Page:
And you will want to build that relationship. Like how most players became immediately attached to Clementine in Telltale’s The Walking Dead, and wanted to protect her, I felt the same way towards Delilah. The two leads are in their late 30s and early 40s, and this more adult connection had more of impact on me than that of a man and a child, as I'm not exactly the fatherly type. Feeling alone and having just that one person on the other end of the phone is an experience I've lived with before.
A mystery grows as strange noises are heard and discoveries are made in Henry’s first days in the park, and with Delilah, you investigate and search for the secrets hidden in the wilderness: a dark figure is seen lingering amongst the rocks, a pair of campers vanish, and on returning to your tower you find your window smashed in. This is only in the first week.
While exploring, you will come across equipment that you use to traverse different terrain: ropes can be used to scale sheer cliffs, a flashlight for searching caves, and an axe to clear overgrown bushes. The world is dotted with points that require these items, but the narrative never drives you into a dead end without the item you need to get through it. I never found myself struggling to traverse having missed something, as you’re always led down paths you can follow.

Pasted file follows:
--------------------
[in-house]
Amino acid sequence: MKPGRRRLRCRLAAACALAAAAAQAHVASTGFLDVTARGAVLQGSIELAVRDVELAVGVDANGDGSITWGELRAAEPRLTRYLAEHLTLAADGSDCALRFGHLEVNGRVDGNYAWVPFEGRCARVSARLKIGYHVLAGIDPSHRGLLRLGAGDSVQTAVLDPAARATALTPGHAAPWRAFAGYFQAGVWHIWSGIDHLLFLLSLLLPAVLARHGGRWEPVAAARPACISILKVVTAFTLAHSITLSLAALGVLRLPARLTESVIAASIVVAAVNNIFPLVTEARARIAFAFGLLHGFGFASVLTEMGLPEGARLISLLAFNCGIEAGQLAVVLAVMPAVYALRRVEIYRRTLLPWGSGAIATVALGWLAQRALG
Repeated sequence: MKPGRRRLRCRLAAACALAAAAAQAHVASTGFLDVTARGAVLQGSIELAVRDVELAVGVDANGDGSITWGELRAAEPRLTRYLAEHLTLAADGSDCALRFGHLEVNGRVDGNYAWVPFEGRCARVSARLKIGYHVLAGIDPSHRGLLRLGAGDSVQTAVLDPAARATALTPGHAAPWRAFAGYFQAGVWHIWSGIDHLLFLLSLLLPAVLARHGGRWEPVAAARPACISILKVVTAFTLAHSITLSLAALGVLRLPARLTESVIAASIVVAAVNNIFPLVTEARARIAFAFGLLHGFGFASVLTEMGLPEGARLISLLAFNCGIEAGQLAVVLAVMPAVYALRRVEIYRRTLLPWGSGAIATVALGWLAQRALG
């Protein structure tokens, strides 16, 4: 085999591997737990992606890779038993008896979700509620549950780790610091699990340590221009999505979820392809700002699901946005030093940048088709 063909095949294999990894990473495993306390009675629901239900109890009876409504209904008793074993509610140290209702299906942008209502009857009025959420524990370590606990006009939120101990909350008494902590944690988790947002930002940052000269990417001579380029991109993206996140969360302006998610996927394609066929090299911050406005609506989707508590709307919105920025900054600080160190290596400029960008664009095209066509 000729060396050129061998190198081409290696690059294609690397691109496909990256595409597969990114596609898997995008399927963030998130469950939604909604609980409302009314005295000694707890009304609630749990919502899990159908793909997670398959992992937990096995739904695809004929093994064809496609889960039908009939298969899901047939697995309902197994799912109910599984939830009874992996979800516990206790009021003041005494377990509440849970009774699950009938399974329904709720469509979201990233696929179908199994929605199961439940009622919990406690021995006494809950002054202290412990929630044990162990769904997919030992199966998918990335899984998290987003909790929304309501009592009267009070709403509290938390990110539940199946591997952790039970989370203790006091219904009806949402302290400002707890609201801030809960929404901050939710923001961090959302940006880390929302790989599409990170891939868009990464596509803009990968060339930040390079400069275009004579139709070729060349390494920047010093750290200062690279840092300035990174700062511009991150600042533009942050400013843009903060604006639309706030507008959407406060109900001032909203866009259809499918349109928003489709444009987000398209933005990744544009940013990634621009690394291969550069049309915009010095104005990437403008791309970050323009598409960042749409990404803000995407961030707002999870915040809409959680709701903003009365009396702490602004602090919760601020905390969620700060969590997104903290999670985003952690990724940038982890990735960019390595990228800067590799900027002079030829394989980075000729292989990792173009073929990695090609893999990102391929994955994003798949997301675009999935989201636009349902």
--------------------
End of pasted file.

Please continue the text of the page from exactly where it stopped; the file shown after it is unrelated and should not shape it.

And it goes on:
The world is worth exploring too. While the game doesn’t hide collectibles in the traditional sense, some discoveries you make can be reported to Delilah. Many times she’ll respond with more than just an acknowledgement, usually with some sort of joke or comment that you choose how to respond to. You won’t just see more of the world, but more sides of the characters too.